Screen Shot 2014-08-07 at 3.50.59 PMWe know SDRs put in a ton of time and effort chasing down leads so, “I’ll have to pass this on to someone higher up,” is a statement we’re all a little too familiar with.

If you get this response, it’s because of one common mistake: you haven’t properly researched the potential customer beforehand. Knowing the needs and skill levels of a potential customer is key when making a cold call.

You save a lot of time and effort when you know in advance whether or not a prospect is worth meeting. Think all that research isn’t worth it?

5 Benefits of Cold Calling

  1. Identify targets: Cold calls help you learn who handles the problem your business solves for at a prospective company. This is what we use mapping calls for. The goal of the call is simply to speak to a human and learn one piece of information: who manages the issue your company solves?
    n
  2. Gain insight: Why your response rates low? By using campaign messaging calls, you can often figure out why you’re not getting the response you intended. If a cold email campaign isn’t returning replies, your best option may be to call a sample of the recipients (at least 40) and ask why they didn’t respond. Their explanations can give you a great deal of insight: maybe you’re reaching the wrong people or perhaps your messaging was confusing or irrelevant. Either way, you can pinpoint the problem and take steps to move past it.
    n
  3. Master your craft: It can take a while to become confident and comfortable speaking to prospects over the phone while delivering your value proposition in a compelling way. The best way to practice is not on your reps’ first “Are We A Fit” call though, it’s on cold calls. New reps should make 250+ cold calls before moving on to AWAF calls. By this point, we think they’ll be ready.
    n
  4. Appear human: You’re not just a series of keystrokes; you’re a real human being! Polite voicemails show your prospect that you’re an actual person too; this is one of the best ways to increase reply rates to emails.
    n
  5. Increase conversions: Pick up the phone and call every prospect as soon as you receive a reply! When you have a prospect’s  attention and are top of mind, an immediate call is often the best time to capture interest, qualify/disqualify a prospect, find the decision-maker,or book a demo, leading you one step closer to that sale.

Cold-Calling FAQs

– How can I better prepare? What info should I look up? It’s always better to be over-prepared. Research not only the company, but the contact you’re reaching out too as well.

– Should I take any notes? Yes! You want to remember all the key details so you can  outline clear next steps later. Even better: record the call to ensure you capture everything. Listening to the recorded calls also helps show how you can improve on future calls. Just be sure to let the person know you’re recording.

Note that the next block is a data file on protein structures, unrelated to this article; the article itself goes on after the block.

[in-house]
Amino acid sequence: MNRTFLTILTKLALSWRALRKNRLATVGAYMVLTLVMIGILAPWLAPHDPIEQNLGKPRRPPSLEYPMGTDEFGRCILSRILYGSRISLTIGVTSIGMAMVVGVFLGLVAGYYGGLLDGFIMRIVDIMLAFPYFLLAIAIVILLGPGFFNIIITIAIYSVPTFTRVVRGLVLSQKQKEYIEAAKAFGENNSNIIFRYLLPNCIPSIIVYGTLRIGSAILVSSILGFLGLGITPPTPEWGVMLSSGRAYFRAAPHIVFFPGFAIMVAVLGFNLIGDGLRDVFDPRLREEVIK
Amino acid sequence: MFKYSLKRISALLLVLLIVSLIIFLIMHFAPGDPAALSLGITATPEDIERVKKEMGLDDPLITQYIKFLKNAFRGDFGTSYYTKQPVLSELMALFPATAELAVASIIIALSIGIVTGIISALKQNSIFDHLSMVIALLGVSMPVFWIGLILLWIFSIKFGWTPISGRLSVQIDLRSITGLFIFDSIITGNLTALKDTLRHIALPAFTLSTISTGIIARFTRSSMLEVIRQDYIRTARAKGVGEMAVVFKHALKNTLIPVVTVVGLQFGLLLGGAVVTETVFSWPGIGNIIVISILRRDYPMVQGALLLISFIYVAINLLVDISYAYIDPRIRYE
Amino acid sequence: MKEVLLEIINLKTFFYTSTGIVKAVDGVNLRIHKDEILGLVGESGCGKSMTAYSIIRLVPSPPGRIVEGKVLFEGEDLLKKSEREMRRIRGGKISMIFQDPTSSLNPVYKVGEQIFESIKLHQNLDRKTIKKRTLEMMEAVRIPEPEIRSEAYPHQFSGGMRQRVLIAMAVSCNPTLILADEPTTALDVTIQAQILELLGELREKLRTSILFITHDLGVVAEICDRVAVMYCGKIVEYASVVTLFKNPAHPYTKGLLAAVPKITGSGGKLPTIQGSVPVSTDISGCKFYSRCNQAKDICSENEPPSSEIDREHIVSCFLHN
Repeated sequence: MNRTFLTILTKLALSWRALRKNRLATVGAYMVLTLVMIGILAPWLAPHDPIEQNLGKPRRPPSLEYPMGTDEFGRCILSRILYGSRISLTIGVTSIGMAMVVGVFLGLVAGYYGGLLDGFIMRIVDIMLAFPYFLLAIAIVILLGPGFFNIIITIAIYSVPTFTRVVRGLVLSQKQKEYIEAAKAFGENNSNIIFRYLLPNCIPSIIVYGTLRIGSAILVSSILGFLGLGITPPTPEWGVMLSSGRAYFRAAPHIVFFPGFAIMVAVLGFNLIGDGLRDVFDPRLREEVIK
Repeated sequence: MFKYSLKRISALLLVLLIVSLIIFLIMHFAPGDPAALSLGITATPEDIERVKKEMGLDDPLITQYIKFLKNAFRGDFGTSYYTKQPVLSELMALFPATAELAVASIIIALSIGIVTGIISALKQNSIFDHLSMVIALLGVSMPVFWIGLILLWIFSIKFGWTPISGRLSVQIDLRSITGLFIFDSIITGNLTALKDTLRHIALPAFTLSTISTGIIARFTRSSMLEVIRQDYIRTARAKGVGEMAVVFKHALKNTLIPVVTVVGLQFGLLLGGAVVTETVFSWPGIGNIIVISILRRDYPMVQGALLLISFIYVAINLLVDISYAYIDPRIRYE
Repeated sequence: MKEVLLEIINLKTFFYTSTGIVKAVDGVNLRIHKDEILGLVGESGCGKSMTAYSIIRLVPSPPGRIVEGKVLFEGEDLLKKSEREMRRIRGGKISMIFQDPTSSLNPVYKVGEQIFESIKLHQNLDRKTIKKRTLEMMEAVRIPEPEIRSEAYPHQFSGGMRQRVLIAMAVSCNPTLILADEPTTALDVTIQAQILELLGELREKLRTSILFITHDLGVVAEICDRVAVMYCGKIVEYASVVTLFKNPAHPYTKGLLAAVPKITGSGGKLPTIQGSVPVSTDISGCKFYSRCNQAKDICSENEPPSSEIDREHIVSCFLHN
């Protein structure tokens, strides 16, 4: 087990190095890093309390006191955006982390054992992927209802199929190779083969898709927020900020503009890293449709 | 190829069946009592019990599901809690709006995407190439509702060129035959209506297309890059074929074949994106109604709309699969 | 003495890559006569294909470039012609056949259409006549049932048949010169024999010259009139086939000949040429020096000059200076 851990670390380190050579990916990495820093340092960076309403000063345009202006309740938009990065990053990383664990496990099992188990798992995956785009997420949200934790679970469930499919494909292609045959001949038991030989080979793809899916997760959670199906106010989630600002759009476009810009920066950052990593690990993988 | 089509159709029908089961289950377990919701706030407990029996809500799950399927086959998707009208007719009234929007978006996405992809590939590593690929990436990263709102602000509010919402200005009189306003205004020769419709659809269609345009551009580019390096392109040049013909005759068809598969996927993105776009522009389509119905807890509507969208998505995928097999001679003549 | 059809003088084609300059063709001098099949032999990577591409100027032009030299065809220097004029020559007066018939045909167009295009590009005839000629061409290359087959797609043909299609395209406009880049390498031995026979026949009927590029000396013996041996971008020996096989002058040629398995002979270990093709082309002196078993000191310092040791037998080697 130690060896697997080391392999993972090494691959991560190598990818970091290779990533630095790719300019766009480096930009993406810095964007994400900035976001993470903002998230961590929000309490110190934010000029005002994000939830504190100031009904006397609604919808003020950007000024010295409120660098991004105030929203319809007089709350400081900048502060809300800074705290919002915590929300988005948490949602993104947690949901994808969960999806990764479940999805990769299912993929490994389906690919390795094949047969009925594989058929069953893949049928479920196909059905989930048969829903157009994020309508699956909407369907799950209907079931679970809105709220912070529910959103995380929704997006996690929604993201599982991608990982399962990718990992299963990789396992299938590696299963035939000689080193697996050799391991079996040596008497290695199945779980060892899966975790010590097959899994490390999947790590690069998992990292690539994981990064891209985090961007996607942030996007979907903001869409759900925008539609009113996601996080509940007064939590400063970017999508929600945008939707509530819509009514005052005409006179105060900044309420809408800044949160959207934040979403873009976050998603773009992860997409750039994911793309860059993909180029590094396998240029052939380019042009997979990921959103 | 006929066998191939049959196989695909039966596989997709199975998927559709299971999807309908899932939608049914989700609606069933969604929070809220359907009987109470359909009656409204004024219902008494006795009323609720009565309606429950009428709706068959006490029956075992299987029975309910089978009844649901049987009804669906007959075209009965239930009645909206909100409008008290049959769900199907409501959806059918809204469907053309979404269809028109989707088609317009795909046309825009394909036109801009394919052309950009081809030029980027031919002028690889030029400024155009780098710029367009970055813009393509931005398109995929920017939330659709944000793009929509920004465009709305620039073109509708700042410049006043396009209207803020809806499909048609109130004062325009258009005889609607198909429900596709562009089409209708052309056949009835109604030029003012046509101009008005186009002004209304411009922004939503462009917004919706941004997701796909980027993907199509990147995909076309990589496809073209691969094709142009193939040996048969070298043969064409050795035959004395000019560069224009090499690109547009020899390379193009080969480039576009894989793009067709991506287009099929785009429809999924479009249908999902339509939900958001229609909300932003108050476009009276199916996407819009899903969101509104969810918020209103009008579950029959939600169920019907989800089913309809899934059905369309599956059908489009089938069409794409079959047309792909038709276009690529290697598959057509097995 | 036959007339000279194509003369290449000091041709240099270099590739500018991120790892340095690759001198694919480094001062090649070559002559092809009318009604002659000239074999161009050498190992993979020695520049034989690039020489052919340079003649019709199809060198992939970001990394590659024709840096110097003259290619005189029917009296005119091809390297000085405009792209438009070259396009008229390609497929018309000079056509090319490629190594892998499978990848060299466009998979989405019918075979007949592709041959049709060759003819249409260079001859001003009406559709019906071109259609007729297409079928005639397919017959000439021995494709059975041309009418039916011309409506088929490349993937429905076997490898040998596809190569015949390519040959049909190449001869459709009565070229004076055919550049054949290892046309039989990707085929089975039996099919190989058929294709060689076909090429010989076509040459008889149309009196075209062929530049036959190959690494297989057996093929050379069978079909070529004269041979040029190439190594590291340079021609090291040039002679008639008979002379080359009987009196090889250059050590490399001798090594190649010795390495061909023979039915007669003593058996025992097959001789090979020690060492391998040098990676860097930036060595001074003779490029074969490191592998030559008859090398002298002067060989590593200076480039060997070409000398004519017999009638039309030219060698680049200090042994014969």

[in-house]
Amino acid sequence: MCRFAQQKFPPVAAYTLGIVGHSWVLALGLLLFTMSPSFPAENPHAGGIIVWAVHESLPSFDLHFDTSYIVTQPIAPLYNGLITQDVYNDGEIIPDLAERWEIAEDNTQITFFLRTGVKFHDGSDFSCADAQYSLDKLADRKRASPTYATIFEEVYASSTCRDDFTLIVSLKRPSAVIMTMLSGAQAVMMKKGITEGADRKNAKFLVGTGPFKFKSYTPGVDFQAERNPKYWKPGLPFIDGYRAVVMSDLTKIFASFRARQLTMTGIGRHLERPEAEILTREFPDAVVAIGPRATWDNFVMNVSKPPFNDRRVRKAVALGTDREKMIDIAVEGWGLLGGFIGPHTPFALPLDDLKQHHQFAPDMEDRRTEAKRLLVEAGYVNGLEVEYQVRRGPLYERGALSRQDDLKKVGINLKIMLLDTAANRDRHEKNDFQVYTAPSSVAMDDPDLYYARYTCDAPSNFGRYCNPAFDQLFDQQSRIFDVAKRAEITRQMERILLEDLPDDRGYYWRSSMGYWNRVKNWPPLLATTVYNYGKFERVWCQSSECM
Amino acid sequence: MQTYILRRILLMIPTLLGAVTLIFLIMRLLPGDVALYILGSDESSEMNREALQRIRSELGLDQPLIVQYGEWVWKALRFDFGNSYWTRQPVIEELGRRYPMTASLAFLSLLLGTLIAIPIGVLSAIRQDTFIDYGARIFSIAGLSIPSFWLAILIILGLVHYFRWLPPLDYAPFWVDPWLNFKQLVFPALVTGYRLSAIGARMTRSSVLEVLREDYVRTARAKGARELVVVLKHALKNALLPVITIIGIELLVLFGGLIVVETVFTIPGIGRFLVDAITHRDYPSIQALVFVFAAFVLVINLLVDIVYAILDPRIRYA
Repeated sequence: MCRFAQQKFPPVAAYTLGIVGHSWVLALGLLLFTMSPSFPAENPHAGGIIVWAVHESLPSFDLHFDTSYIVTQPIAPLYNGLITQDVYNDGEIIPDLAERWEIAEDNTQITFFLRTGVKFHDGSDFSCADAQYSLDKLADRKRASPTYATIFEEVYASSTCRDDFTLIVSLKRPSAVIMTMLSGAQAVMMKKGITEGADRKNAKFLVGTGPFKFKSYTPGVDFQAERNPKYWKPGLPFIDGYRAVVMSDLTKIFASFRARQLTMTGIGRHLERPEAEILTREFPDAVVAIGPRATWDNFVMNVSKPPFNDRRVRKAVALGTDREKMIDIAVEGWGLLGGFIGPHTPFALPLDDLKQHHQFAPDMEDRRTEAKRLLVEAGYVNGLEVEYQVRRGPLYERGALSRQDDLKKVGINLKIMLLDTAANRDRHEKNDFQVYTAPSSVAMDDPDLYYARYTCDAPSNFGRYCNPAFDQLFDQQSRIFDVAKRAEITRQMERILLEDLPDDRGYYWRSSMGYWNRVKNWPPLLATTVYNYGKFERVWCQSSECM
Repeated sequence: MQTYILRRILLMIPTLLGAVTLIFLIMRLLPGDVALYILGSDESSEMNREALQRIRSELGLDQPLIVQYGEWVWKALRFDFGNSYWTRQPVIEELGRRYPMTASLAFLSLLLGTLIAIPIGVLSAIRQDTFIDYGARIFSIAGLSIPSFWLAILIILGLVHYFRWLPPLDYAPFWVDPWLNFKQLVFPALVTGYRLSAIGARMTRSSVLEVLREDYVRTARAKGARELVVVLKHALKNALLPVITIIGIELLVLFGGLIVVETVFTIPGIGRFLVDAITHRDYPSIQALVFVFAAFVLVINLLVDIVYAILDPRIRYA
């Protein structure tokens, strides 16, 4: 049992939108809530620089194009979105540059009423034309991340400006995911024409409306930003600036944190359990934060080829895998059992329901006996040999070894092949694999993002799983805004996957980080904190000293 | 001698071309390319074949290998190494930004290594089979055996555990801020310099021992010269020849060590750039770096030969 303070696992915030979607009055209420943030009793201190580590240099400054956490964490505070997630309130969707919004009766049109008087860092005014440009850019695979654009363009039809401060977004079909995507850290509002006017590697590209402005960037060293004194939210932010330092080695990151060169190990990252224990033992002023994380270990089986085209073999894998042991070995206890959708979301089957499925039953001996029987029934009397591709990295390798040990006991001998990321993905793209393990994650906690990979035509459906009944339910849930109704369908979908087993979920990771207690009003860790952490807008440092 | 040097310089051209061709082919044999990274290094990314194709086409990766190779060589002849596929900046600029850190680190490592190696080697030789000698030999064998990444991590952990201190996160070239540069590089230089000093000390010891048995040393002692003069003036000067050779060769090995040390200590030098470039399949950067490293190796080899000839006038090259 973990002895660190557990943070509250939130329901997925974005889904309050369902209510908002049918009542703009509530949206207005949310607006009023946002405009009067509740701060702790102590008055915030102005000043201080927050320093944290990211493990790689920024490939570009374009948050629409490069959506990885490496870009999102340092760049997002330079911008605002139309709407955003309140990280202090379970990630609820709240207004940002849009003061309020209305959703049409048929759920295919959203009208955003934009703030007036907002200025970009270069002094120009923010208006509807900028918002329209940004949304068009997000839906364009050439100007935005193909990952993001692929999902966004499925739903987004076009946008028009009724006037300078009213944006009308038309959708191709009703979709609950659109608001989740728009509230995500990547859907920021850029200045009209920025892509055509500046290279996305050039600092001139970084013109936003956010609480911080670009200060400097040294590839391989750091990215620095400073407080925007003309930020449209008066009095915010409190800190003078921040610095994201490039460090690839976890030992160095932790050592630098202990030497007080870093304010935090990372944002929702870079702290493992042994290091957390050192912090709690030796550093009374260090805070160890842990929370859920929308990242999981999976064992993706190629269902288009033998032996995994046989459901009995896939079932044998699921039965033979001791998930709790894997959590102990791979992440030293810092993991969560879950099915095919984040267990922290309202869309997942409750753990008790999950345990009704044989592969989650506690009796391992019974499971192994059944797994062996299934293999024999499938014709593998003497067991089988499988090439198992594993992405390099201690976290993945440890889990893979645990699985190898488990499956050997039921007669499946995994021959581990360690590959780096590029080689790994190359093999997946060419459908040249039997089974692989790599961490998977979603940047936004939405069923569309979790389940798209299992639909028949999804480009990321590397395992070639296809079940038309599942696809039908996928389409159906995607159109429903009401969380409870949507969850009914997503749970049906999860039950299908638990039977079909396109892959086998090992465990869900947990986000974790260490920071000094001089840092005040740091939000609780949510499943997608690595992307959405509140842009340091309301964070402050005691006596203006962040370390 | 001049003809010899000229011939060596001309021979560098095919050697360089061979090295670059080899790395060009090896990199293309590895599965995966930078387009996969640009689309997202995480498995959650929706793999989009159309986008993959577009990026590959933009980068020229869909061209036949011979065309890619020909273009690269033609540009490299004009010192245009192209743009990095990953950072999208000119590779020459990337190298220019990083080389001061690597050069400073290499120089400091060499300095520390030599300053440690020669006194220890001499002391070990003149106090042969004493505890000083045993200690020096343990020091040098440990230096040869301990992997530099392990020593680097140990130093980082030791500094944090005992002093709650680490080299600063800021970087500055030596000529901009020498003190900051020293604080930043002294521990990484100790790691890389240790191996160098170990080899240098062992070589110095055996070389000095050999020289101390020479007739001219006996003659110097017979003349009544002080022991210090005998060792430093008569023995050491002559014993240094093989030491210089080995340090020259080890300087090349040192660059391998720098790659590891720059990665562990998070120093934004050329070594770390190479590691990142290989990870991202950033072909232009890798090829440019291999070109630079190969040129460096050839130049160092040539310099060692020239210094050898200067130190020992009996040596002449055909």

– Is this the right time to review high-level objectives? Are you just finding the correct contact? Or do you already have them on the line? Depending on what type of call you’re on, you’ll have to determine the level of detail you go into.

– What is the ultimate goal of the call? Have a goal and stick to it. If you leave without achieving it, you’ll likely have to spend a lot of time tracking the person down again.

– What do I hope to know when I hang up? Much like having a goal, go into the call knowing exactly what you need to have when you hang up. Maybe it’s clear next steps, maybe it’s a verbal “yes”—either way, know what you need and don’t hang up without it.

3-Step Prep

  1. Arrange an agreeable time to chat. Get the prospect’s permission to have a conversation with them and make an appointment.
  2. Outline the conversation. Brainstorm the paths you’re going to take to reach each goal. Include things like conversation openers and responses to possible objections you might hear.
  3. Research your potential lead. Nothing too strenuous, just a quick search to get an overview of who you are calling.

Key Questions To Ask On A Cold Call

Research? Check. Prep? Check. Now, how are you going to keep your prospect interested? Here are some questions to help you tell whether a prospect is interested and worth a follow up:

– What role do you play in the decision-making process?

– We’ve been noticing that a current trend or problem in your industry is _____. How has your company responded to this?

– Are you satisfied with your current service provider?

– What features of XYZ’s product/service appeal to you?

– What do you wish you could add or change? Under what circumstances would you be willing to buy/switch products?

– Can I set up an appointment with you so we can discuss _____ ?

– How does your company make the decision to buy?

– What can I do to make your job easier?

– Who else in your company should I be following up with?

We work in a competitive business market and salespeople have to develop skills that open up new opportunities for growth and connection. Preparation and practice are the keys to cold calling success and keeping the above in mind, cold calls that once seemed daunting can become effortless.